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Thomas Duncan, Koichi Baba, Yoshinori Oie, Kohji Nishida; A Novel Method for Testing Tight Junction Function in Cultured Epithelial Cell Sheets. Invest. Ophthalmol. Vis. Sci. 2014;55(13):5512.
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© ARVO (1962-2015); The Authors (2016-present)
A cultured epithelial cell sheet should serve as a physical barrier to the passage of ions, molecules and other particles. Here, we develop a novel method for testing the barrier function of cultured epithelial cell sheets, specifically targeting tight junction complexes.
Epithelial cell sheets derived from oral or corneal stem cells were cultured until stratified and mature - as confirmed through immunohistochemistry and TEER (transepithelial electrical resistance). A calcium chelator (EGTA) was used to disrupt tight junction function and provide a model for an immature or defective cell sheet. Suspensions of varying fluorescent nanoparticles were applied to a range of cell sheets with properly functioning or affected tight junctions. This method was compared with routine TEER measurements. Confocal microscopy and 3D modelling was then used to obtain qualitative and quantitative data on the nanoparticles fluorescence wavelength, relative intensity and distribution throughout the cell sheet.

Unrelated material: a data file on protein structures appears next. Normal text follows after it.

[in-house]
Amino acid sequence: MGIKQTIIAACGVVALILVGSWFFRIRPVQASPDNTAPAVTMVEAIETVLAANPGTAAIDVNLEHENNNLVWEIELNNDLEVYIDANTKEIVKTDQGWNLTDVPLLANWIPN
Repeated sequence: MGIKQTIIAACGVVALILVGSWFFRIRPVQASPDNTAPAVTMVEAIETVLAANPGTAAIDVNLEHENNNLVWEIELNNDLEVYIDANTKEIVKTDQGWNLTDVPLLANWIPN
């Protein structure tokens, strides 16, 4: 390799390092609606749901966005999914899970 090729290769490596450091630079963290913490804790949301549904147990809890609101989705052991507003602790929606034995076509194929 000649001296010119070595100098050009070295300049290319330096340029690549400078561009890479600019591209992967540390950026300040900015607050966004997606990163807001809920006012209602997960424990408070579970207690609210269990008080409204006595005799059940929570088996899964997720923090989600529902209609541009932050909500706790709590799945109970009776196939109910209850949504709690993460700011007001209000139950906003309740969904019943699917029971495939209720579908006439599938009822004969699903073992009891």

The nanoparticles fluorescence wavelength was dependent on their shape and size - smaller nanoparticles emitted 525nm wavelength light, whilst the larger nanoparticles fluoresced at 655nm. In epithelial cell sheets with properly functioning tight junctions, the intercellular spaces were restricted. Consequently only trace amounts of small sized nanoparticles were detected through low intensity fluorescence (1250I) at predominantly the 525nm wavelength. Following application of EGTA, TEER showed a 9-fold reduction in electrical resistance (28±2Ω) when compared to control samples (3±1Ω). In these EGTA treated cell sheets, a 2-3 fold increase in fluorescence intensity (3250I) was observed, with both the 525nm and 655nm wavelength nanoparticles present more ubiquitously throughout the intercellular spaces.
The predominant nanoparticle size, relative intensity and distribution were affected by tight junction function and subsequently how tightly bound together adjacent cells were. This novel method offers unique qualitative and quantitative data on surface morphology and cell sheet integrity that correlates specifically to tight junction functionality. As such, it may be used for quality testing of cultured cell sheets for use in tissue repair and regeneration.
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